The motivation behind the Reproducible Builds effort is to ensure no flaws have been introduced during this compilation process by promising identical results are always generated from a given source, thus allowing multiple third-parties to come to a consensus on whether a build was compromised.

  • The Future of Software Supply Chain Security – Purism

    All indications are that software supply chain security will be the biggest issue for the security industry in 2021. The largest security story of 2020 was the supply chain compromise of SolarWinds Orion which allowed attackers to ship malicious updates with backdoors to Orion customers with perfectly valid signatures. Once these updates were applied and attackers were in these networks, this access allowed a large-scale attack of government agencies and tech and security companies, perhaps one of the single largest attacks of US networks in history. In some cases the level of compromise was so deep, including compromised administrator credentials, that the general guidance has been for victims to rebuild infrastructure from the ground up.

    Supply chain security is not a new concept (I wrote about how Purism protects the digital supply chain over two years ago) and many researchers have recognized it as a legitimate threat for a long time. Yet the industry overall has been slow to recognize the risk and in fact perverse incentives have led to many in the industry doubling-down on security solutions that rely heavily (in many cases rely entirely) on the exact kind of security measures supply chain hacks defeat.

    The proprietary software industry can’t fix the software supply chain problem because they largely created it and depend on it to maintain control over customers. In this article I’m going to explain how this happened, and what the future of supply chain security looks like.


    To improve software supply chain security we need the ability to audit software like we audit food and this requires much more transparency–transparency beyond what proprietary software vendors allow. Tamper seals (code signing) are important, but not close to being sufficient to catch tainted software. As the SolarWinds Orion hack shows, food can be tainted at the factory before it gets into those tamper-sealed jars.

    The software supply chain will get attacked, and third parties and motivated customers must have the ability to detect tainted code quickly, beyond simply relying on their vendor to notice, looking at a tamper seal, or waiting to see if their network gets sick. The best hope we have to improve supply chain security is in the combination of free software and Reproducible Builds.


    This is one reason why Purism offers a 100% free software operating system, PureOS, on our computers. By only installing free software, all of the source code in the operating system can be audited by anyone for backdoors or other malicious code. For processed food to be labeled as organic, it must be made only from organic sources, and having our operating system certified as 100% free software means you can trust the software supply chain all the way to the source.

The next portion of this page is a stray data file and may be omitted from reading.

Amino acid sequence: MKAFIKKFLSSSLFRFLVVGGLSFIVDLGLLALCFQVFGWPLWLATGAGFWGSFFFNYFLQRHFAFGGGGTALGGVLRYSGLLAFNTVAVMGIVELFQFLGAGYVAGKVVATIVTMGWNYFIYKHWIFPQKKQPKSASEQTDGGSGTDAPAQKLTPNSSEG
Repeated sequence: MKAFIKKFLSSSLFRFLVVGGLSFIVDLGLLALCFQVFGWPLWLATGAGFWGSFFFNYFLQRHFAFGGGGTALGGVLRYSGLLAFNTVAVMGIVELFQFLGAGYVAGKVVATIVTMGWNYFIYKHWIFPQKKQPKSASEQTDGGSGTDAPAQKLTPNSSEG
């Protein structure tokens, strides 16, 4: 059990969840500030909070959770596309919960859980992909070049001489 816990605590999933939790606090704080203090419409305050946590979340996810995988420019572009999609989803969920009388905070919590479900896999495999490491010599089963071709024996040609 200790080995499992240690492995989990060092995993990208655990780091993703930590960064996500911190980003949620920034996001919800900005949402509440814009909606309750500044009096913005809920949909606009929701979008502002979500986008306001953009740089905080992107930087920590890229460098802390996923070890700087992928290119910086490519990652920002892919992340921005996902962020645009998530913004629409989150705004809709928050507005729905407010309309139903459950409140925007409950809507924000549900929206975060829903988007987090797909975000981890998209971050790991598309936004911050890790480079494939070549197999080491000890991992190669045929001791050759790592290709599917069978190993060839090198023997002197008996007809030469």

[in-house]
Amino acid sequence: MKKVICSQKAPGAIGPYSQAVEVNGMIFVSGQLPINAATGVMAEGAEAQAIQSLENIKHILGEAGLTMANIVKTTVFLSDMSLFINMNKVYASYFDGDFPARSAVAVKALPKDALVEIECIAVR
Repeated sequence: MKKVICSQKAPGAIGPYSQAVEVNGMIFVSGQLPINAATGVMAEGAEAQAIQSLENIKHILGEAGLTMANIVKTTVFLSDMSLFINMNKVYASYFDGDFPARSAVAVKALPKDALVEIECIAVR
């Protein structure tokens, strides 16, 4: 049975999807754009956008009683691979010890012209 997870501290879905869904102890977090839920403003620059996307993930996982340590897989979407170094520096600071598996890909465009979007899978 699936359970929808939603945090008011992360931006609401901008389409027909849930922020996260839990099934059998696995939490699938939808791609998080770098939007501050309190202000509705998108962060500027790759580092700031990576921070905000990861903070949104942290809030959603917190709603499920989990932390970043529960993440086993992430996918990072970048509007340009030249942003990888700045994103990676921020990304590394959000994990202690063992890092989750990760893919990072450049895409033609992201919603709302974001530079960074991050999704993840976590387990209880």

Reproducible Builds

    Unlike proprietary software, free software can also address the risk from an attacker who can inject malicious code somewhere in the build process before it’s signed. With Reproducible Builds you can download the source code used to build your software, build it yourself, and compare your output with the output you get from a vendor. If the output matches, you can be assured that no malicious code was injected somewhere in the software supply chain and it 100% matches the public code that can be audited for backdoors. Think of it like the combination of a food safety inspector and an independent lab that verifies the nutrition claims on a box of cereal all rolled into one.

    Much of PureOS is already reproducibly built, and we are working so that ultimately all software within PureOS can be reproducibly built starting with the base install and expanding from there. We not only intend on publishing our own reproducible build results, but also tools and guidance so third parties and customers can perform their own audits. That way, customers aren’t limited to learning about supply chain attacks from us, they can audit and detect attacks themselves.

  • Linux To Report MIPS Vulnerabilities But They Often Go Unreported Or Dead Vendors - Phoronix

    The Linux kernel with the likes of ARM and x86 hardware leverage kernel infrastructure for reporting their relevant CPU security mitigations while only now the MIPS kernel code is seeing work to report such vulnerabilities. However, on the MIPS front it's more difficult with some vendors not publicly acknowledging vulnerabilities and other cases of MIPS hardware vendors no longer producing the hardware in question or even in business.

    Sent out yesterday were patches providing MIPS vulnerabilities infrastructure for the Linux kernel, similar to that for other architectures.

  • New Golang worm turns Windows and Linux servers into monero miners [Ed: Typical FUD from clueless and/or dishonest media looking to blame "Linux" (or make it look as awful as back-doored Windows) because some admins misconfigure stuff or choose terrible passwords]

    A new worm written in Golang turns Windows and Linux servers into miners of the cryptocurrency monero.

  • Windows and Linux servers turned into crypto miners [Ed: Same as above]